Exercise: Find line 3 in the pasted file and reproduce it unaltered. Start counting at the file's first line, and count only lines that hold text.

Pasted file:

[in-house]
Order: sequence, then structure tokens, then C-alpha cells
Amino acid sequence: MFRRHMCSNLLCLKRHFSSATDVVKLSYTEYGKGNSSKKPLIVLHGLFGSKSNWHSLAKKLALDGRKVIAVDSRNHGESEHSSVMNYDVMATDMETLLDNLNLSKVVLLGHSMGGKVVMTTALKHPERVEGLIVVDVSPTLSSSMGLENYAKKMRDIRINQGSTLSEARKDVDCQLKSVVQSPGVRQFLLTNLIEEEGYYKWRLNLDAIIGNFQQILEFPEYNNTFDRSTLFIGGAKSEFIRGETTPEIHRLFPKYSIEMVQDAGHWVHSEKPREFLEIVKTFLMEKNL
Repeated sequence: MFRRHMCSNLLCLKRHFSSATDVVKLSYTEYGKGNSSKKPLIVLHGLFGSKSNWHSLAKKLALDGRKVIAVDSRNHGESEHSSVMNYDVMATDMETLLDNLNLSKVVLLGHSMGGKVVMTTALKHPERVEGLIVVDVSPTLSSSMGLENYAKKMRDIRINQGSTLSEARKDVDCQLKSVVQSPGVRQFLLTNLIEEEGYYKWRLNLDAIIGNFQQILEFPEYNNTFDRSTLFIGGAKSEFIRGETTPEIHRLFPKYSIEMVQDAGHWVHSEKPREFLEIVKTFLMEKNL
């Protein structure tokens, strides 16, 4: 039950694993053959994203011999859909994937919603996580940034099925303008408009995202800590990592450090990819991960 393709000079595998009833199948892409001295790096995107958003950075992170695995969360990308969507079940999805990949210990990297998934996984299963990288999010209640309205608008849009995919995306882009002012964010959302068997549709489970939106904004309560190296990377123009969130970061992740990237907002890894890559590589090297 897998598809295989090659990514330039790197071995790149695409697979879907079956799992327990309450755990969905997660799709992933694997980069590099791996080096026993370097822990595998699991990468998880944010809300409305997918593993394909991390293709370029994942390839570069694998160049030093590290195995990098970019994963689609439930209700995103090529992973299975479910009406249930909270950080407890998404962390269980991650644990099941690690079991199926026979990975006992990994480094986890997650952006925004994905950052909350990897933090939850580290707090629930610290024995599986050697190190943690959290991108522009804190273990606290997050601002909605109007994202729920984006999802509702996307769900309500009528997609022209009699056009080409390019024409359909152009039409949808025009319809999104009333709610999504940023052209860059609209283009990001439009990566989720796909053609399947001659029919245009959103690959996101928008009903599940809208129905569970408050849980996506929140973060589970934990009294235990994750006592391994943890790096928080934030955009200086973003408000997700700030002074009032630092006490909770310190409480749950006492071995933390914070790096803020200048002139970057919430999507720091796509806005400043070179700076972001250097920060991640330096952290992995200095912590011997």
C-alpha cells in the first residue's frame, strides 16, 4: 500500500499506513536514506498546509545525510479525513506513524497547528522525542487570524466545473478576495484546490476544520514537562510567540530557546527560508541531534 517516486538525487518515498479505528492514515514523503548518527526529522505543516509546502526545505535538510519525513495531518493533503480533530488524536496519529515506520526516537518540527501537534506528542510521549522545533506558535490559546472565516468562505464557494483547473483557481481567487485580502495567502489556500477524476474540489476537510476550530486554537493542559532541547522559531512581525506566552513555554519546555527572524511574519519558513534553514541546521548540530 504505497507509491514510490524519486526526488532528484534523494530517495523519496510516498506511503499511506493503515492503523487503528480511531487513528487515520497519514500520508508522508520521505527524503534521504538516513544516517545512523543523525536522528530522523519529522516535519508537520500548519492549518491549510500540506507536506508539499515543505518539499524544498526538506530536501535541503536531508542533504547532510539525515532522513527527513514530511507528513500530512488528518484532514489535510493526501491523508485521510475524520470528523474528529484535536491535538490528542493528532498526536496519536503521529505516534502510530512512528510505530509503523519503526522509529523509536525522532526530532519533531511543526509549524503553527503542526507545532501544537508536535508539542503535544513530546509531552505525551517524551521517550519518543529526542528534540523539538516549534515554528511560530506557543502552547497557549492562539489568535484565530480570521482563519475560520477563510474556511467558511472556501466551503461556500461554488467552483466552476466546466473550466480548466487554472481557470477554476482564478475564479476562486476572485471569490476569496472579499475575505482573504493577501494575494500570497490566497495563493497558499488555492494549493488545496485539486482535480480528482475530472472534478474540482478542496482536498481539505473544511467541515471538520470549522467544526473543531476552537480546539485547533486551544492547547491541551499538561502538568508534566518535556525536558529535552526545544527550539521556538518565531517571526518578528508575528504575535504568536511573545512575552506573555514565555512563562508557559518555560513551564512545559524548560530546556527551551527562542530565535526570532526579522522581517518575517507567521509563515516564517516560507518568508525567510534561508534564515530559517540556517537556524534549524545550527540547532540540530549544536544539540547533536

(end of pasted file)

Amino acid sequence: MFRRHMCSNLLCLKRHFSSATDVVKLSYTEYGKGNSSKKPLIVLHGLFGSKSNWHSLAKKLALDGRKVIAVDSRNHGESEHSSVMNYDVMATDMETLLDNLNLSKVVLLGHSMGGKVVMTTALKHPERVEGLIVVDVSPTLSSSMGLENYAKKMRDIRINQGSTLSEARKDVDCQLKSVVQSPGVRQFLLTNLIEEEGYYKWRLNLDAIIGNFQQILEFPEYNNTFDRSTLFIGGAKSEFIRGETTPEIHRLFPKYSIEMVQDAGHWVHSEKPREFLEIVKTFLMEKNL